The evaluation reveals that not all concerned have the same understanding of the notion of supervision. In fact, there is often confusion as to what constitutes supervision missions, implementation support, follow-up activities, fiduciary responsibilities and so on. There is also a lack of clarity on the roles and responsibilities of IFAD, CIs, project staff and government authorities. Additionally, it is worth noting that many partners at the country level felt that the term ‘supervision' – when applied to the implementation aspects of projects rather than to fiduciary aspects – has a paternalistic undertone and they felt uneasy with its continued application. Supervision in that sense reflects a top-down, non-participatory approach to the function, which is inconsistent with the Fund's objectives of promoting ownership and partnership with governments and other institutions.

Recommendations

It is important to state that the evaluation's recommendations have taken into consideration the relevant recommendations contained in the ESM report. The evaluation's five key recommendations, given below, are mutually reinforcing. The evaluation recommends that they all be implemented fully in order to ensure that the desired impact is achieved in IFAD's future efforts in the area of supervision and implementation support.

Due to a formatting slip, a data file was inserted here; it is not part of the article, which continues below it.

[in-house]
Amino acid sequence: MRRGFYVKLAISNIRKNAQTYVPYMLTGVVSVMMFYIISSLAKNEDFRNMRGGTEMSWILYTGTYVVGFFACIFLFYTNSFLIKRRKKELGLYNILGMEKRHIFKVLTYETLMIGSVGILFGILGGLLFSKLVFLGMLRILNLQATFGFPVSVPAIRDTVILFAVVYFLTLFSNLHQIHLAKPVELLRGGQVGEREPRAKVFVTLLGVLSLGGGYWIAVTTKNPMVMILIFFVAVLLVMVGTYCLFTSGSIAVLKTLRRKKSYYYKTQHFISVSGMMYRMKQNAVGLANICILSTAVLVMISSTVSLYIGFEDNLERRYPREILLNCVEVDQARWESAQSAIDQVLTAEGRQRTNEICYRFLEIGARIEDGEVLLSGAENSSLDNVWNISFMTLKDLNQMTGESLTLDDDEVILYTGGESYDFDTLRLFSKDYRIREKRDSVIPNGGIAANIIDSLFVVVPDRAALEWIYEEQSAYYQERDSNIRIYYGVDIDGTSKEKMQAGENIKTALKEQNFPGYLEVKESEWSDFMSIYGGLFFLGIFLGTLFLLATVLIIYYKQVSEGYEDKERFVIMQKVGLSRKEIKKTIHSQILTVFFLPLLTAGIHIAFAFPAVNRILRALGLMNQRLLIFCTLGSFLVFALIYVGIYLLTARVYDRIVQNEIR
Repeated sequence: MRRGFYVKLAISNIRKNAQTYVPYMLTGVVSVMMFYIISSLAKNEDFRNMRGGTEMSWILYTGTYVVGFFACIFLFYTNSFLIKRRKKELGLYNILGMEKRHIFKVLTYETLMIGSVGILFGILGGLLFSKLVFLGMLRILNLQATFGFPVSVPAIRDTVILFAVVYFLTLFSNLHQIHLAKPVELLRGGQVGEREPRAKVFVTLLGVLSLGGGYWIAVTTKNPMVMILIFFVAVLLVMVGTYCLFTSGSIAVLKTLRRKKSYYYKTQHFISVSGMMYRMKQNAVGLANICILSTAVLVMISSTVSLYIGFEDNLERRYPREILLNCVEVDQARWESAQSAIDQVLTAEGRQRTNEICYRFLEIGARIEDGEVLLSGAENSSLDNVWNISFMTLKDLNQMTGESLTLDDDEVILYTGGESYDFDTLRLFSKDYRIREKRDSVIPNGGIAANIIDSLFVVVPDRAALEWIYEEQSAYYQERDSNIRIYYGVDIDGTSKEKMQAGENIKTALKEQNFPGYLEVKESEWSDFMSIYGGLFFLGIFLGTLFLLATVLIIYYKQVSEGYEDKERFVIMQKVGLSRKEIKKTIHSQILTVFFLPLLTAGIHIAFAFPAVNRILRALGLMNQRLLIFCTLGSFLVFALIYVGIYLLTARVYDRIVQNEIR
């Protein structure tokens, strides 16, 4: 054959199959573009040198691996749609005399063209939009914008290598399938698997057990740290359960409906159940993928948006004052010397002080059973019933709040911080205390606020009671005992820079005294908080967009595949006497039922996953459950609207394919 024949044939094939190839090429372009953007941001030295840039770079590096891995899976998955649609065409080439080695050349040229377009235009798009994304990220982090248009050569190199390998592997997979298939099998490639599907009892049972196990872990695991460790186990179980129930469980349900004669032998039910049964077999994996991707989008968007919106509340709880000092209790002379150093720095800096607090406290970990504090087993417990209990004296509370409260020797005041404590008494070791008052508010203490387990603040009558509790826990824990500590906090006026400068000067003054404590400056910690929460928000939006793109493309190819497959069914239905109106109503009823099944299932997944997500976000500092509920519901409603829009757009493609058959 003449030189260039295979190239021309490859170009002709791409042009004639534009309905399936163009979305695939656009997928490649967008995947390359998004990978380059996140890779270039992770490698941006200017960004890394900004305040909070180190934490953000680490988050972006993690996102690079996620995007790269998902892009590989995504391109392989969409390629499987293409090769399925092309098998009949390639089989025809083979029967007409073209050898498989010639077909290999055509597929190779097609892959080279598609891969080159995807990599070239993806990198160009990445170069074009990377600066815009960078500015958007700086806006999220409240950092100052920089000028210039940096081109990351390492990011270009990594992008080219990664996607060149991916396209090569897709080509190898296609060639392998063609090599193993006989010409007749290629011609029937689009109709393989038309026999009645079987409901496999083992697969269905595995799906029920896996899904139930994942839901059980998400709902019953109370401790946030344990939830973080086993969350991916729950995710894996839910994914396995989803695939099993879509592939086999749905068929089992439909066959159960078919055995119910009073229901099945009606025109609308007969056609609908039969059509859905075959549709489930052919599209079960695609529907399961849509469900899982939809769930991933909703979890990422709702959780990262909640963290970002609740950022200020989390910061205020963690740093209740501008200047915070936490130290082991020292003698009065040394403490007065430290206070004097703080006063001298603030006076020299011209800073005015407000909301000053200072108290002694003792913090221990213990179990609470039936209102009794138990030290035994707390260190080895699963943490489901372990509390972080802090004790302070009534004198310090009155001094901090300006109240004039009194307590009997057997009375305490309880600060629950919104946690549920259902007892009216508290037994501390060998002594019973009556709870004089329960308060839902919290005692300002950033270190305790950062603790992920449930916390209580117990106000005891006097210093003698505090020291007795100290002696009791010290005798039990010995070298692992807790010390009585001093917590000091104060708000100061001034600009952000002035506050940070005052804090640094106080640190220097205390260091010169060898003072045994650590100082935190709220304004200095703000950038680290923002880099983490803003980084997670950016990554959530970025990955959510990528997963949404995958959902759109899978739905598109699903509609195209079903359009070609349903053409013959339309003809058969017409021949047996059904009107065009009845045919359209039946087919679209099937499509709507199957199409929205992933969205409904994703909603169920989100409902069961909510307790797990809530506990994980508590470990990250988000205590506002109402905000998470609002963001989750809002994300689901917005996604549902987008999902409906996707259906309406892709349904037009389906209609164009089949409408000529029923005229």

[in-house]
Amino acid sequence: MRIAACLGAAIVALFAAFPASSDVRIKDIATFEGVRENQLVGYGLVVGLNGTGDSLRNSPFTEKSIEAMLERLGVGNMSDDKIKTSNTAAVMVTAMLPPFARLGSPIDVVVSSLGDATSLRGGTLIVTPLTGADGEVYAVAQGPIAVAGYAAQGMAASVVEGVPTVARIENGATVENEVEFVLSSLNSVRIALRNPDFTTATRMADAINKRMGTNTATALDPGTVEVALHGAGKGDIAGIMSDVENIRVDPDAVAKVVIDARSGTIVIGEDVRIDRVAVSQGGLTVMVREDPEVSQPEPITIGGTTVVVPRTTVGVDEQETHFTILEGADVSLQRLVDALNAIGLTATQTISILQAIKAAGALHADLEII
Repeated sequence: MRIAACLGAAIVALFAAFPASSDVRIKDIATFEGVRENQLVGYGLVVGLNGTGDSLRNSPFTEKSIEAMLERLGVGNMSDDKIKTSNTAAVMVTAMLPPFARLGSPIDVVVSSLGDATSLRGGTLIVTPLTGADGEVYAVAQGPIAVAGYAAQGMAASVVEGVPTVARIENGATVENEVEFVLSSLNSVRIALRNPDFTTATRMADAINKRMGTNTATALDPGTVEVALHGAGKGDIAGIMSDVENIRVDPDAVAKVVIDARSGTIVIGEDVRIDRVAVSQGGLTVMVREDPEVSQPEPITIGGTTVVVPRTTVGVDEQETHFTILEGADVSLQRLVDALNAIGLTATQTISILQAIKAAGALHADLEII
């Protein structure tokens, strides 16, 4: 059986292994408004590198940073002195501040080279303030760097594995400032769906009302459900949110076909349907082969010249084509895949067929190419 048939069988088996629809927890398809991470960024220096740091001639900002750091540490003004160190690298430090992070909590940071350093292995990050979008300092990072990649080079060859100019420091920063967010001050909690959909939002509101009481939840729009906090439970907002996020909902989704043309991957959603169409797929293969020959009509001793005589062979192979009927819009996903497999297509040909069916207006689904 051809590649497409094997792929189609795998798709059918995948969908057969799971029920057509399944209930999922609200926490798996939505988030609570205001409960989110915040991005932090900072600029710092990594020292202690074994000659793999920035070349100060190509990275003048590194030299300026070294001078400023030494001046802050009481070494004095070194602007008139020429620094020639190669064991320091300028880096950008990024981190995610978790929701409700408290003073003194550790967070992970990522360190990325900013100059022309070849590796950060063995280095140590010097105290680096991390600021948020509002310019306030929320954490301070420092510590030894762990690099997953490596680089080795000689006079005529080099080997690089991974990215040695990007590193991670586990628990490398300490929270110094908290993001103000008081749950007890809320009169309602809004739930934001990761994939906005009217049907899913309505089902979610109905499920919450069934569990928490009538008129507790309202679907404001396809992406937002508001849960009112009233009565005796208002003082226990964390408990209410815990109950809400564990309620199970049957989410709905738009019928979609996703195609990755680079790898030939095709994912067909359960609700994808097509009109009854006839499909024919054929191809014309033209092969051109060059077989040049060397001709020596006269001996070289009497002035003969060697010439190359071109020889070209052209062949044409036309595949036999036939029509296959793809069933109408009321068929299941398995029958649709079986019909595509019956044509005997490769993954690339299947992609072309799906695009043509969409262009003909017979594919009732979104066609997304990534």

Recommendation one: definition of supervision

The evaluation recommends that the concept of ‘supervision' as used by IFAD be divided into two distinct operational parts: (i) supervision of fiduciary aspects, including aspects related to procurement review, disbursement processing and compliance with financial and auditing requirements; and (ii) support to programme and project implementation.22 This would include, for example, the organization of periodic ‘implementation support' missions and related follow-up; an assessment of the achievement of programme/project objectives and assistance in identifying remedial solutions for implementation challenges, based on interaction and dialogue with project authorities and other partners at the country and project level; and the provision of guidance in preparing the annual work plans and budgets. It would also include oversight of project and programme implementation, for example, in terms of monitoring the achievement of physical targets.

Recommendation two: develop a comprehensive supervision23 and implementation support policy for IFAD

The Fund should develop a specific overall supervision and implementation support policy for its operations. The policy should reflect the following elements.